Although they’re designed to be simple from an investor’s perspective, much goes on behind the scenes in capital- and income-protected products. Simon Hoyle reports.
Capital-protected and income-protected products are a little like the proverbial duck. On the surface – from the investor’s perspective – they seem serene, paddling around unperturbed, oblivious to any turmoil in markets around them.
But below the surface, there’s an awful lot more going on to keep things on an even keel, with hedging strategies and constant monitoring of assets to make sure that the product provider’s obligation to investors can be honoured.
The sophistication of techniques designed to provide guarantees – both of capital and of income – have evolved steadily over the years. From nothing more exotic than a bond-and-call structure, with capital guaranteed only at maturity, capital- and income-protected products now offer continuous protection, and offer investors a chance to withdraw capital at virtually any time they wish.
The development of capital- and income protected products mirrors the development of the securities and instruments available to fund managers to create, manage and honour guarantees – all at an increasingly reasonable cost to the investor.
Irene Deutsch, head of distribution for Macquarie’s specialist investments division, says the older-generation capital-protected products involved investors’ funds being invested in bonds and call options – bonds, so investors’ capital would grow over time and replenish the cost of the options; and the options, to capture any market growth. But capital could only be guaranteed at a specified maturity date.
Then came the so-called “threshold style” of capital protection, “where clients are invested in an underlying asset and cash at any point in time, and there are triggers that are a signal for [the manager] to move into cash…to ensure that the product was capital-protected at maturity”.
Deutsch says a common feature of these older products were break costs – often significant ones – if investors wanted to withdraw money before a maturity date.
“New generation products offer continuous protection,” Deutsch says.
“That means you can walk away during the life of the product, without incurring break costs.”
Deutsch says a case in point is Macquarie’s Flexi 100 Trust – a product that offers a geared, capital-protected investment in a number of different asset classes, with no manager-imposed penalty for walking away – although, if investors have geared and pre-paid interest, they may forgo the interest paid.
“It’s a very simple, flexible product,” Deutsch says.
The general manager of investment and retirement products for ING, David Kan, says there is growing interest among advisers for capital- and income-protected products.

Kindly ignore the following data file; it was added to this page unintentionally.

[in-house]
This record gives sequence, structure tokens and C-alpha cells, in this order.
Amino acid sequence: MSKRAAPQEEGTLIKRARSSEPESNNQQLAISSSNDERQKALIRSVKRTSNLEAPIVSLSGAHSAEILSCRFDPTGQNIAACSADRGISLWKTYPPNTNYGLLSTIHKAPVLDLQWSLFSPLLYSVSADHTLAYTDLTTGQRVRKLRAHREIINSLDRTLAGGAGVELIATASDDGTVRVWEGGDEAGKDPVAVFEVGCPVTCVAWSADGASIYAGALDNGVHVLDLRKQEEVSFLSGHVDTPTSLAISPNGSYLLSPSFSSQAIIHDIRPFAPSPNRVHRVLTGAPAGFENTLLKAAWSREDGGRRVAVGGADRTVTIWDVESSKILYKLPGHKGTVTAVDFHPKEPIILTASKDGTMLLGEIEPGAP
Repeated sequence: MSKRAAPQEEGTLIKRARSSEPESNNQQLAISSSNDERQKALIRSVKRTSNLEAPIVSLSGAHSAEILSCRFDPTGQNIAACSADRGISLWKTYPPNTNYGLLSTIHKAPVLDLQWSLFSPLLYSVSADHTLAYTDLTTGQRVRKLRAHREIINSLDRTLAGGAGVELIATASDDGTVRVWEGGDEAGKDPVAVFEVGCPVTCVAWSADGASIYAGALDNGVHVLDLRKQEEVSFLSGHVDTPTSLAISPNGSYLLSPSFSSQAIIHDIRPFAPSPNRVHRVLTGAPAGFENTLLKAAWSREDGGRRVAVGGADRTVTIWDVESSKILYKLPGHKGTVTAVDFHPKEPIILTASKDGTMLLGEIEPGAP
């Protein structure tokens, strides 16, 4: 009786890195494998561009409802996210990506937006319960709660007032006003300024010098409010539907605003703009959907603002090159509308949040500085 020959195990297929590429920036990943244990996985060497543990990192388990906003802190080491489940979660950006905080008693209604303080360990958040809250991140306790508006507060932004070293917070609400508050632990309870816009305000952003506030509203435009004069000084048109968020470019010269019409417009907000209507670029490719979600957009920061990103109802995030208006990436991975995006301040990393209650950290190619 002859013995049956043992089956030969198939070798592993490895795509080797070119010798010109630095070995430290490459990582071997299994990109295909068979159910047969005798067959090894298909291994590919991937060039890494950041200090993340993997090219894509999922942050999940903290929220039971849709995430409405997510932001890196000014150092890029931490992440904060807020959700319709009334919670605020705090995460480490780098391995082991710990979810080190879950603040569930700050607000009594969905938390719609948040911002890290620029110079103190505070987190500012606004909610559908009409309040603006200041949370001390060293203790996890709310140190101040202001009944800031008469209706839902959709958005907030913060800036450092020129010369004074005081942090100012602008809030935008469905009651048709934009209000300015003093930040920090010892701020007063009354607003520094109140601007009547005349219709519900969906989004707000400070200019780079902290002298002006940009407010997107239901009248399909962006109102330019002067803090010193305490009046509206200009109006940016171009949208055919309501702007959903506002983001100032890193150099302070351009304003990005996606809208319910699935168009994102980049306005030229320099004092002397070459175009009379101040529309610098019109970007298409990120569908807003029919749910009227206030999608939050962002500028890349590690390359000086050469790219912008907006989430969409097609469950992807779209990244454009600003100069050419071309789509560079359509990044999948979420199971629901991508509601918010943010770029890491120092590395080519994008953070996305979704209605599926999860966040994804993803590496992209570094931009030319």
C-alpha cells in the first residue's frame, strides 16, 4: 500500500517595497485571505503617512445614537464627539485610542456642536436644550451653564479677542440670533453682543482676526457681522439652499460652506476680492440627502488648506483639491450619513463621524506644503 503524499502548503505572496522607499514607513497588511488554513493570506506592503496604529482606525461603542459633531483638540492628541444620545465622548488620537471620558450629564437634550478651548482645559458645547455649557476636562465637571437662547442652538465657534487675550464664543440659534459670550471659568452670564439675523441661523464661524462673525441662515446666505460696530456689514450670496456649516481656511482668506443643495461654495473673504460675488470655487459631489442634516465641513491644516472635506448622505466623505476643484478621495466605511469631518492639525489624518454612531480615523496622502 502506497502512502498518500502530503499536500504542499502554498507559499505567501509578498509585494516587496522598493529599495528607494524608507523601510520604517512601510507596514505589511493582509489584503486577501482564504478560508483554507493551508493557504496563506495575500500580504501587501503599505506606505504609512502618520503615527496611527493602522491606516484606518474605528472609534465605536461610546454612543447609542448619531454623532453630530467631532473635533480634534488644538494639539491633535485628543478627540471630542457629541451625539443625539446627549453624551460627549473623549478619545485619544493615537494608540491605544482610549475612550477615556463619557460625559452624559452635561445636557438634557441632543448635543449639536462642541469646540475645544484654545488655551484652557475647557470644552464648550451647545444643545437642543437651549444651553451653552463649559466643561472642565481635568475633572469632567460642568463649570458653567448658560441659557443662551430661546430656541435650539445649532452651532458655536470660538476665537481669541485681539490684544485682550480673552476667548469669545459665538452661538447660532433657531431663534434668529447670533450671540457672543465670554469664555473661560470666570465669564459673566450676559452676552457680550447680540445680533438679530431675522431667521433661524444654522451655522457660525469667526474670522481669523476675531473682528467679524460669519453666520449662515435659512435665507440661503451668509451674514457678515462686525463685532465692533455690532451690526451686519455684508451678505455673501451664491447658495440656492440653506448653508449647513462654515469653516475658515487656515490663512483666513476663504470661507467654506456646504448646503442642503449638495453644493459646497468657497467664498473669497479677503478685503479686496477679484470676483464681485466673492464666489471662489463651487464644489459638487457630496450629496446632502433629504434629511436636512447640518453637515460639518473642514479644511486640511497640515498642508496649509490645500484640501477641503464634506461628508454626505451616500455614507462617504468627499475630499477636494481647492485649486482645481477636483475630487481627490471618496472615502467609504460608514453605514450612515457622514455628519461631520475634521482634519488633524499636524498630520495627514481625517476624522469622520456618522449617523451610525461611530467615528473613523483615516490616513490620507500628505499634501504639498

“When we did market research and we spoke to advisers and investors – both before we launched MoneyForLife, in developing MoneyForLife, and we’ve just completed another round last month following up on the experience with it – certainly there’s a lot of people burnt by the financial crisis,” Kan says.
“They have seen large hits to their capital, going into retirement. This is particularly true of pre-retirees, and a lot of them had to modify their plans, basically work longer or reduce their lifestyle expectations.
“What either a capital-protected or income-protected product allows you [to do], in the lead-in to retirement, [is] to lock in the value of where you’re coming in. And ideally, you do not wait until the point of retirement; you actually need to lock in several years before that, so if you have an event like the GFC that happens on the eve of your retirement, or just before that, you’re neutralised against that.
“At the end of the day, capital protection is useful to a point, but you have to turn that into an income. The end goal is income, to support a lifestyle in retirement, and for an increasing time that you’re in retirement; so the real risk is longevity risk, which is outliving your retirement savings.
“You can take a product like MoneyForLife in the accumulation phase, and lock in an income base. For example, if you’re 55, let’s say, and you invest in MoneyForLife and you’re still working and accumulating, you can lock in that protected base – basically, put in a floor, but still let it grow, if markets grow, and lock that in, so by the time you retire you’ve got that protected base.
“We’re always looking at that, how to do it better and cheaper. And there are developments that happen along the way. For example, one of the capital-protected products we launched more recently last year, was a protected Aus50 fund, based on the Top 50 Australian stocks. Typically, with a capital-protected product, they use a price mechanism to allocate between a growth asset – in this case it’s the top 50 stocks – and then a ‘riskless’ asset – so let’s say cash.
“We introduced a modification to that, which is basically volatility-triggered, as well as price-triggered. So when markets become more volatile, which is typically when they’re going down, then the allocation to growth assets [is] reduced. And as they become less volatile, the allocation increases. So we’re always innovating on that, and we’re always looking, obviously, at ways to reduce price and to improve the features.